Early Cessation of Adenosine Diphosphate Receptor Inhibitors Among Acute Myocardial Infarction Patients Treated With Percutaneous Coronary Intervention: Insights From the TRANSLATE-ACS Study (Treatment With Adenosine Diphosphate Receptor Inhibitors

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Abstract

Background—

Guidelines recommend the use of adenosine diphosphate receptor inhibitor (ADPri) therapy for 1 year postacute myocardial infarction; yet, early cessation of therapy occurs frequently in clinical practice.

Methods and Results—

We examined 11 858 acute myocardial infarction patients treated with percutaneous coronary intervention discharged alive on ADPri therapy from 233 United States TRANSLATE-ACS study (Treatment With Adenosine Diphosphate Receptor Inhibitors: Longitudinal Assessment of Treatment Patterns and Events After Acute Coronary Syndrome) participating hospitals to determine the prevalence of early ADPri cessation (within 1 year), patient-reported reasons for cessation, and associated risk of major adverse cardiovascular events at 1 year. Overall, 2514 (21.2%) of percutaneous coronary intervention–treated patients stopped ADPri by 1 year postmyocardial infarction; the median time from discharge to cessation was 200.5 days (25th, 75th percentiles: 71, 340). Among those with early ADPri cessation, 53.9% received drug-eluting stents and had a median duration of 301 treatment days (25th, 75th percentiles: 137, 353); 33.3% of drug-eluting stent patients stopped treatment within 6 months compared with 64.2% of bare metal stent patients. Those discharged on prasugrel (versus clopidogrel) had a slightly higher likelihood of early ADPri cessation (23.2% versus 21.0%; P=0.03; adjusted hazard ratio, 1.28; 95% confidence interval, 1.17–1.40). Patient-reported reasons for early ADPri cessation included physician-recommended discontinuation (54%), as well as patient self-discontinuation, because of cost (19%), medication side effects (9%), and procedural interruption (10%). Using a time-dependent covariate model, early cessation of ADPri therapy was associated with increased major adverse cardiovascular event (adjusted hazard ratio, 1.40; 95% confidence interval, 1.19–1.65; P<0.0001).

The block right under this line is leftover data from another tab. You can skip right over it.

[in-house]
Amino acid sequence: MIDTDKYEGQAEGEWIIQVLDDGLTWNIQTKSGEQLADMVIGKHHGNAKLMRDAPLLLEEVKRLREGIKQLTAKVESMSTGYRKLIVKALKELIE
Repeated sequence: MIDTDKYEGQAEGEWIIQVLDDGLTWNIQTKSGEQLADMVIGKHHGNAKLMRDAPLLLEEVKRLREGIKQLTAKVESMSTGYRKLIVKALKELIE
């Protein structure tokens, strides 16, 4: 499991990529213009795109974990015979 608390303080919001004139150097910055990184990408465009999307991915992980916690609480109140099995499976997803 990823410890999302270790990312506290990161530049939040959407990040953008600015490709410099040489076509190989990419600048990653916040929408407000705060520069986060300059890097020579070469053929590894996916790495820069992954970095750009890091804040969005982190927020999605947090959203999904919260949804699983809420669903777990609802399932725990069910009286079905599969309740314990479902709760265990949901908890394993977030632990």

Conclusions—

One in 5 percutaneous coronary intervention–treated myocardial infarction patients stopped ADPri treatment within 1 year. Early cessation was associated with increased major adverse cardiovascular event risk.

Clinical Trial Registration—

URL: http://www.clinicaltrials.gov. Unique identifier: NCT01088503.

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